Return to Mars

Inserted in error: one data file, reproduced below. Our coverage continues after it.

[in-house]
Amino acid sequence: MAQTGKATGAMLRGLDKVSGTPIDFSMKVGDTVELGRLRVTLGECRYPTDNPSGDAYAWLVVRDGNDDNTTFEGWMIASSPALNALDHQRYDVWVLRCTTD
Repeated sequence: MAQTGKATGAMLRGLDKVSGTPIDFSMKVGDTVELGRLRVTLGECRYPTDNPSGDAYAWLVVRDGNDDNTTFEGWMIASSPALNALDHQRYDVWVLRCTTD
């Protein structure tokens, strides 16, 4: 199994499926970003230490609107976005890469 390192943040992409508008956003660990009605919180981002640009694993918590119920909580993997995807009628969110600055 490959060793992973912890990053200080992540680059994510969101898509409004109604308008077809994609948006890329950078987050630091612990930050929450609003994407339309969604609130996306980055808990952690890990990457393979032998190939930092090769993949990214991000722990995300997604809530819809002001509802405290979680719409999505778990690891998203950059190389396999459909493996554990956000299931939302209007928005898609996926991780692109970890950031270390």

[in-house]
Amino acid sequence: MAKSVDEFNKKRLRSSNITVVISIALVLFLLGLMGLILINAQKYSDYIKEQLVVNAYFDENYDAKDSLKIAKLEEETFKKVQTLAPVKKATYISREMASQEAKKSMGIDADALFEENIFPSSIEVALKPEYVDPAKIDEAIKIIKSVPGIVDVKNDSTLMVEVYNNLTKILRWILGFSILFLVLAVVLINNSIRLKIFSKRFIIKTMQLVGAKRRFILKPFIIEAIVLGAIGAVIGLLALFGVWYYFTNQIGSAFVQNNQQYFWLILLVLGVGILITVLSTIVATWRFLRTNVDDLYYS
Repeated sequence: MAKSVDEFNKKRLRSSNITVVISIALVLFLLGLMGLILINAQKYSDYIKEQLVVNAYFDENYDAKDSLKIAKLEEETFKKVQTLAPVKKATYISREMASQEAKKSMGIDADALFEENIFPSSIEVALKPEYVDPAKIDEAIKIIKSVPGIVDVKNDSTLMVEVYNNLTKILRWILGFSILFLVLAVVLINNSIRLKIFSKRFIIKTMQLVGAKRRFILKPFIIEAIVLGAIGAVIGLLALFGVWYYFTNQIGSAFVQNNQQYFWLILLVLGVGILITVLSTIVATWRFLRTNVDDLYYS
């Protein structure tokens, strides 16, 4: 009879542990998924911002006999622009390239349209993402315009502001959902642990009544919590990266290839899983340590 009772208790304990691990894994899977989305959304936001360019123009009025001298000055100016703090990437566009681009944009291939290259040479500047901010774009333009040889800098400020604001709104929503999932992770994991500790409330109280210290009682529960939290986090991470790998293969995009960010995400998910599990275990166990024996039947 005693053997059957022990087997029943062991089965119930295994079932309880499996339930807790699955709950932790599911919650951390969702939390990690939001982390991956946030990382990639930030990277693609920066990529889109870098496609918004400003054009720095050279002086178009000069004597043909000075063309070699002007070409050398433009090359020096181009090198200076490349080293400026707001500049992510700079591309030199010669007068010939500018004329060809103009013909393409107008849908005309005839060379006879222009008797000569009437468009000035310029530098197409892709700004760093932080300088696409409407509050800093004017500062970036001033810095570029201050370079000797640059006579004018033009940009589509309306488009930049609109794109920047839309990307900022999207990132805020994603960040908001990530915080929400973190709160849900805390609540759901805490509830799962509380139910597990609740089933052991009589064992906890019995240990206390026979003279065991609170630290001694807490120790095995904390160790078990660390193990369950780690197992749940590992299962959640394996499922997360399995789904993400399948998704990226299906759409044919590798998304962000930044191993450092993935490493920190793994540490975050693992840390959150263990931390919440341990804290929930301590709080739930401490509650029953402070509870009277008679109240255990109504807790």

Return to Mars frustrated me on so many levels that I nearly yanked it from the tape player and hurled it from the window in an attempt to spare other library visitors the agony of listening to it. That would have been a shame, because there is finally a bit of interesting payoff at the end of the work, but it was a challenge to get that far. First, the stuff that was Ben Bova’s fault: the ethnically diverse crew has been a staple of science fiction since Star Trek, but it’s not enough to be ethnically diverse; the characters need personality other than “Russian” or “Navajo”. (Look to Hillerman for how to do this right.) The team had constant issues with authority that got very tiresome. And the story really lacked a central issue to pull it along, which made it difficult to stick with. Now, the things that were the fault of the audiobook producers: Harlan Ellison is a great author, but a lousy reader. His thick ethnic accents compounded Bova’s sins of cardboard characters. His vocal levels varied so wildly that it was impossible to set a level on the tape player that wasn’t either annoyingly soft or gratingly loud at times. A bit of compression would have gone a long way toward making this production easier to listen to. All in all, probably better to watch reruns of The Simpsons than to spend the time on this one (unless you’re driving).